WVB Operating System(Third Stage)

Welcome back to the Operating system article series. In the last articles, I have discussed how to jump into C language in order to grow up the further implementation of OS. At the end of the last article, We were able to call the simple C function using the “loader.s” file. Along with that, In this article, we are going to play with the input and the outputs of the operating system.

The main two implementations that we discuss in this article would be,

1.Display text on the console

This part creates a driver for the “frame buffer” to be able to display text on the console.

2.Writing data to the serial port

This part shows how to create a driver for the serial port.

When we are going to handle the inputs and outputs, We have to directly interact with the Hardware. Memory-mapped I/O and I/O ports are the two most common ways to interact with hardware. If the hardware uses memory-mapped I/O then you can write to a specific memory address and the hardware will be updated with the new data. If the hardware uses I/O ports then the assembly code instructions “out” and “in” must be used to communicate with the hardware.

1. Display text on the console

The frame buffer is a hardware device that is capable of displaying a buffer of memory on the screen. Writing text to the console via the frame buffer is done with memory-mapped I/O. The starting address of the memory-mapped I/O for the framebuffer is 0x000B8000.The memory is divided into 16-bit cells, with the 16 bits determining the character as well as the foreground and background colors.

Bit:     | 15 14 13 12 11 10 9 8 | 7 6 5 4 | 3 2 1 0 |
Content: | ASCII | FG | BG |

Therefore, As an example, in order to write the character ‘A; with a green foreground (2) and dark grey background (8) at the place (0,0), the following assembly code instruction is used.

mov [0x000B8000], 0x4128

The available colors are shown below.

Writing to the framebuffer can also be done in C by treating the address 0x000B8000 as a char pointer, char *fb = (char *) 0x000B8000.

The following code shows how this can be wrapped into a function and can be used in C code like below.

Moving the Cursor

Moving the cursor of the frame buffer is done via two different I/O ports. The frame buffer has two I/O ports, one for accepting the data, and one for describing the data being received. By storing this function in a file called io.s Assembly file and also creating a header io.h,C file, the out assembly code instruction can be conveniently accessed from C.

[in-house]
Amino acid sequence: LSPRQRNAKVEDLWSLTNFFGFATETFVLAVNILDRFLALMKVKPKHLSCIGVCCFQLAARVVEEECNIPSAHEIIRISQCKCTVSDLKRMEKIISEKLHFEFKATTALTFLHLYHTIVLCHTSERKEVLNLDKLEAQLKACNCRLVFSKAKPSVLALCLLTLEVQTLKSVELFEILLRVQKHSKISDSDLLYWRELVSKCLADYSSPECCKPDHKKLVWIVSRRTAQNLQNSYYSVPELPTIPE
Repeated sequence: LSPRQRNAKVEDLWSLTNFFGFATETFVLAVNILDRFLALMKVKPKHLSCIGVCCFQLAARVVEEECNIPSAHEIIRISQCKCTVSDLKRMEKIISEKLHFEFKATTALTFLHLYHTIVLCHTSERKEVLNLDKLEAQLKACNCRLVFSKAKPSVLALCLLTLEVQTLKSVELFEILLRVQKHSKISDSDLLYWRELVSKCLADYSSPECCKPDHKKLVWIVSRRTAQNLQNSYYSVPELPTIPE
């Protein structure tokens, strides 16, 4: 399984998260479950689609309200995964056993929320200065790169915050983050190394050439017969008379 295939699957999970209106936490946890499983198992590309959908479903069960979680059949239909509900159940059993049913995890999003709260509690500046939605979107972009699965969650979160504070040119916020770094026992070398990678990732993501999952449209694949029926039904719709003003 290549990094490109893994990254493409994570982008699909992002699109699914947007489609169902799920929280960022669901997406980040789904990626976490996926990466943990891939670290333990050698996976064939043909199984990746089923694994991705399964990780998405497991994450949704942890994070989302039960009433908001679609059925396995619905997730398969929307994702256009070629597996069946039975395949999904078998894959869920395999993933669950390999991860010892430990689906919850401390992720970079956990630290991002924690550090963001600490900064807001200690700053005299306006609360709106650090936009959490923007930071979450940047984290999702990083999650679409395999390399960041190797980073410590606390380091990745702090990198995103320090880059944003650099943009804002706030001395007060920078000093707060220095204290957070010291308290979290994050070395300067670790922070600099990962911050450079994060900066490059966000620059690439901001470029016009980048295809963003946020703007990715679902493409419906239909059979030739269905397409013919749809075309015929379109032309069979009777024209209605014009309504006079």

Then, Moving the cursor can now be wrapped in a C function like this and it can be called using “kmain. C”. As well as we need to update Makefile by including “io. o” in the Object section.

For further usage, We do not save all the C functions in the “kmain.C” file . we create a “frame_buffer.h” file in order to include all the above C functions like below.

2. Writing data to the serial port

The serial port is an interface for communicating between hardware devices and although it is available on almost all motherboards. The serial ports are completely controlled via I/O ports. In order to write the data into serial ports, we need to create a “serial_port.h” file like below.

Then we need to Update the “io.s” Assembly code file from the below code.

Next, we have to Update the “io. h” file using the below code.

Then We can call the serial_write function from the “ kmain.c” by including the “serial_port” header. In order to get the result of serial port writing, we have to update the “bochsrc.txt” file using the below code.

com1: enabled=1, mode=file, dev=com1.out

As a Final result, the “com1.out” file will be created and the output from the serial port would be stored in that file.




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Warunajith Bandara

Warunajith Bandara

Software Engineering Undergraduate at University of Kelaniya Sri Lanka